Tuesday Tips for Caregivers: Caregiver Stress and Resolving Conflict
Working as a family caregiver usually requires that you collaborate with a variety of family members, outside people, and professionals. Interacting with this many people to provide your loved one with the best care possible can often result in conflict at some point in time. In this blog, we want to acknowledge various sources of conflict and how you can manage it.
Sources of Conflict
Conflict can occur between family members when people cannot agree on various solutions to problems. Conflict can arise between family members because people are upset at situations or are overly stressed. Unfortunately, sometimes people displace their anger onto others. Other sources of family conflict are rooted in the “legacy of family dynamics.” This means that sometimes it arises because of family histories that are not easy to put aside.
Other sources of tension can arise between family caregivers and professional caregivers they hire, or between the agencies they are working with. Professional caregivers can and do make mistakes, and this causes family members to become angry for justifiable reasons.
Every conflict requires careful communication practices and level-headedness.
How to Handle Conflict
(1) Communication: The most important thing about managing conflict is good communication. This means listening to other people, responding in a level tone, thinking before you speak, and working together with others to find agreeable solutions. If the other party is being unreasonable and does not want to work together to find solutions to a disagreement, then you either have to give the situation time or do what is in the best interest of your loved one. It is not easy to talk through some problems, but communicating effectively is one way to make it easier.
(2) Avoid hypotheticals: Make decisions based off of what you know and what you can feasibly find out. Many times, conflicts arise because people are thinking about “what ifs” and situations that do not currently exist. The best decisions are the ones based on evidence.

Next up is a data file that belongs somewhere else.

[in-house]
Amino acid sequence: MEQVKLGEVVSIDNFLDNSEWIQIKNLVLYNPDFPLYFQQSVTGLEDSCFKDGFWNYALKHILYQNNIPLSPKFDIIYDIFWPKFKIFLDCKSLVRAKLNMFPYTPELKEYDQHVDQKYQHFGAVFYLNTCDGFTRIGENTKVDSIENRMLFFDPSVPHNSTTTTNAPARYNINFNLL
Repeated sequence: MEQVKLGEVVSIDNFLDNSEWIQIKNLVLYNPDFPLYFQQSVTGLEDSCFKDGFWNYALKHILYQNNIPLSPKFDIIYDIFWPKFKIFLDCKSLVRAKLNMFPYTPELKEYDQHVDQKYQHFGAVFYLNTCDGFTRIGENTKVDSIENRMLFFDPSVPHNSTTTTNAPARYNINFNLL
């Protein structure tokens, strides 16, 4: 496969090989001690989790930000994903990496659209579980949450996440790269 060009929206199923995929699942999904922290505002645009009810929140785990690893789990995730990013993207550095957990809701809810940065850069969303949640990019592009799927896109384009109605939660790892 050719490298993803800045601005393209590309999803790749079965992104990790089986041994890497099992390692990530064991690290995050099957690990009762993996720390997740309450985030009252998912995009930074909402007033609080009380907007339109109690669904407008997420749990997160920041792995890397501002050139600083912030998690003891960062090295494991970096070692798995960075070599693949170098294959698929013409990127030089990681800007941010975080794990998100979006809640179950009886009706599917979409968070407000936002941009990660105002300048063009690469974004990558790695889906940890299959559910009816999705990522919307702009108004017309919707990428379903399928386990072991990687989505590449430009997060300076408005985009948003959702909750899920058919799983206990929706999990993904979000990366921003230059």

(4) Ask for help: Sometimes conflicts can arise because there is too much on everyone’s plate. This is the time when you all should consider asking for help. You may be able to find help freely by asking other family members or friends, or you may have to pull resources and pay for some professional help. Whatever the solution, make sure you get together with family members (if possible) to discuss the ins and outs of finances, logistics, etc.
(5) Address the problem: Many times, conflicts revolve around trivial details. When discussing a problem, address it head on. Always be respectful. It is okay to get upset, as well. But, honesty and directness are the most efficient ways to begin solving a problem.
(6) Realize you can’t force anyone to do anything: Unfortunately, caregiving responsibilities are imbalanced among family members. Some family members take on the responsibilities while others are absent. The best solution to this is to try and explain to absent family members the facts and reality of the situation. Tell them what is at stake. Once they have the information, it is up to them to decide.
 Source: https://www.caregiver.org/caregiving-and-sibling-relationships-challenges-and-opportunities
 Source: https://www.agingcare.com/articles/handling-family-conflicts-while-caregiving-162008.htm
 Source: https://www.aarp.org/home-family/caregiving/info-07-2013/family-conflict-and-caregiving-jacobs.html